About $4 billion. That’s how much Edward Snowden just cost defense contractor Boeing.
After a lengthy courtship with the Brazilian government, Boeing looked set to sell 36 F-18 fighter jets to the Brazilian Air Force. The value of that contract was said to be about $4 billion, a figure that would only have increased once maintenance costs and other purchases were taken into account. But the deal was potentially much larger than that, the F-18 sale was a way for Boeing to get its foot in the door with a friendly military looking to expand and grow its clout. Reuters called the deal "one of the developing world’s most sought-after defense contracts."
Instead, Boeing lost out to Swedish defense contractor Saab and its Gripen NG fighter jet. It might mark the first time a Gripen will ever beat a Hornet in a dogfight.
But if Boeing is looking for a fall-guy, look no further than Snowden. While Brazilian officials claim in public that the decision to award the contract to the Swedes had mainly to do with Gripen’s lower price and Saab’s willingness to transfer technology to Brazilian firms, in private they concede that revelations about U.S. intelligence gathering in Brazil made it all but impossible for Brazil to buy an American fighter jet. "The NSA problem ruined it for the Americans," a source in the Brazilian government told Reuters.
Price was undoubtedly a factor in the Brazilian decision to accept Saab’s offer. The Gripen — Swedish for "griffin" — is on the cheap end of fourth-generation fighters, a claim Saab trumpets, calling it the cheapest advanced fighter jet on the market when factoring in operational and logistical costs. Brazilian President Dilma Rousseff has come under fire this year for the huge infrastructure projects her government has embarked on in preparation for the World Cup next year and the Olympics in 2016, so it’s possible her government was reluctant to spring for the more expensive U.S. fighter jets.
But had it not been for the Snowden revelations, Brazil would probably have tapped Boeing for the project. Vice President Joe Biden visited Brazil in June and lobbied on Boeing’s behalf, leading most observers to conclude that the Chicago-based aerospace firm had the deal all but wrapped up. "If it’s Boeing, Biden will deserve much of the credit," Brazilian official told Reuters at the time.
But then came the revelations that the NSA intelligence-gathering operation had gone so far as to intercept messages between Rousseff and her aides, in addition to spying on Brazilian oil giant Petrobras. Those revelations touched off a political firestorm in Brazil, leading Rousseff to cancel a state visit to Washington, and to champion an effort at the U.N. to codify privacy rights.
Boeing said in a statement that they were disappointed with the decision, but that’s obviously an understatement. The company had opened up a huge corporate office there and had hired a former U.S. ambassador to Brazil as its point-person in the country. It reported last quarter that revenue from military aircraft was down 5 percent to $3.5 billion, though the company noted a surprising 12 percent profit jump. With defense budgets in the United States shrinking, a major contract in the developing world and a foothold in a promising market would surely have been welcome.
But, instead, the Brazilians went with the Swedes’ bargain-bin fighter. In Stockholm, they will be toasting to Snowden tonight.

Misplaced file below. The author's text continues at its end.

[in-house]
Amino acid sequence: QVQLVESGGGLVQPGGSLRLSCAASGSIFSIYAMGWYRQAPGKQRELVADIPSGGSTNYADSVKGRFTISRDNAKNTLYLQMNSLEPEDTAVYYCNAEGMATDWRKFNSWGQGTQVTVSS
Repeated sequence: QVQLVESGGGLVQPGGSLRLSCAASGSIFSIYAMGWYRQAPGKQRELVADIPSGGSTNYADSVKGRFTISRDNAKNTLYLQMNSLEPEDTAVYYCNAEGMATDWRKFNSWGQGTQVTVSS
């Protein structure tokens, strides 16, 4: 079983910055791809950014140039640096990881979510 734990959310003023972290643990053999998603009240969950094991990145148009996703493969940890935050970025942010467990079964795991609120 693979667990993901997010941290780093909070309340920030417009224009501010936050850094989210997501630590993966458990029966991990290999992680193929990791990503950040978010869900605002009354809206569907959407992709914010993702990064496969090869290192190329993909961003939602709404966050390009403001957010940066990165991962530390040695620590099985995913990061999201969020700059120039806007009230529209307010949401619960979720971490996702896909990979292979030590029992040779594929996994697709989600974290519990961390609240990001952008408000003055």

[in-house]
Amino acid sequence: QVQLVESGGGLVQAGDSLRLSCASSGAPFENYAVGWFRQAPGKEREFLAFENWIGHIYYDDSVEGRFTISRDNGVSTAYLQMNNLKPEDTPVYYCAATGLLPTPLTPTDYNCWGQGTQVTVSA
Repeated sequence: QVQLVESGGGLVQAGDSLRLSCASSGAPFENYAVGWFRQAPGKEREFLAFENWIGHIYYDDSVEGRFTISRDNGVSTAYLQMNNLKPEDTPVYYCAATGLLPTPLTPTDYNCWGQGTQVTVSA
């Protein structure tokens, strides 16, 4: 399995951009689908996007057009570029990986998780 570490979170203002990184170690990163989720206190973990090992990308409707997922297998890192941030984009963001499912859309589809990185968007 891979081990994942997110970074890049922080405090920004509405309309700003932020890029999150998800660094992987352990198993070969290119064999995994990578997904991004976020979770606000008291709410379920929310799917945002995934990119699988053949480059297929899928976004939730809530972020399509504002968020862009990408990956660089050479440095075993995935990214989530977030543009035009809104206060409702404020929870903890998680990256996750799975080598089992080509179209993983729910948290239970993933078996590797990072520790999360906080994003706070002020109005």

Meanwhile, the Snowden effect continues to rack up victims.
John Hudson is a staff writer for Foreign Policy where he chases down stories from Foggy Bottom to the White House, the Pentagon to Embassy Row. Between 2009 and 2012, John covered politics and global affairs for The Atlantic Wire. In 2008, he covered the August War between Russia and Georgia for Salon.com and other news outlets. Over the years, he's dug up resignation-causing FEC documents; unmasked world-famous Internet trolls; exposed bizarre Photoshopping by government media; and revealed a secret Iranian military facility. John's weakness is cold craft beer from his birthplace of Grand Rapids, Michigan. He's appeared on MSNBC, BBC, C-SPAN, Fox News radio, and other broadcast outlets.| Passport |
Clyde Prestowitz is the founder and president of the Economic Strategy Institute (ESI), where he has become one of the world's leading writers and strategists on globalization and competitiveness, and an influential advisor to the U.S. and other governments. He has also advised a number of global corporations such as Intel, FormFactor, and Fedex and serves on the advisory board of Indonesia's Center for International and Strategic Studies.| Prestowitz |
John Reed is a national security reporter for Foreign Policy. He comes to FP after editing Military.com’s publication Defense Tech and working as the associate editor of DoDBuzz. Between 2007 and 2010, he covered major trends in military aviation and the defense industry around the world for Defense News and Inside the Air Force. Before moving to Washington in August 2007, Reed worked in corporate sales and business development for a Swedish IT firm, The Meltwater Group in Mountain View CA, and Philadelphia, PA. Prior to that, he worked as a reporter at the Tracy Press and the Scotts Valley Press-Banner newspapers in California. His first story as a professional reporter involved chasing escaped emus around California’s central valley with Mexican cowboys armed with lassos and local police armed with shotguns. Luckily for the giant birds, the cowboys caught them first and the emus were ok. A New England native, Reed graduated from the University of New Hampshire with a dual degree in international affairs and history.| The Complex |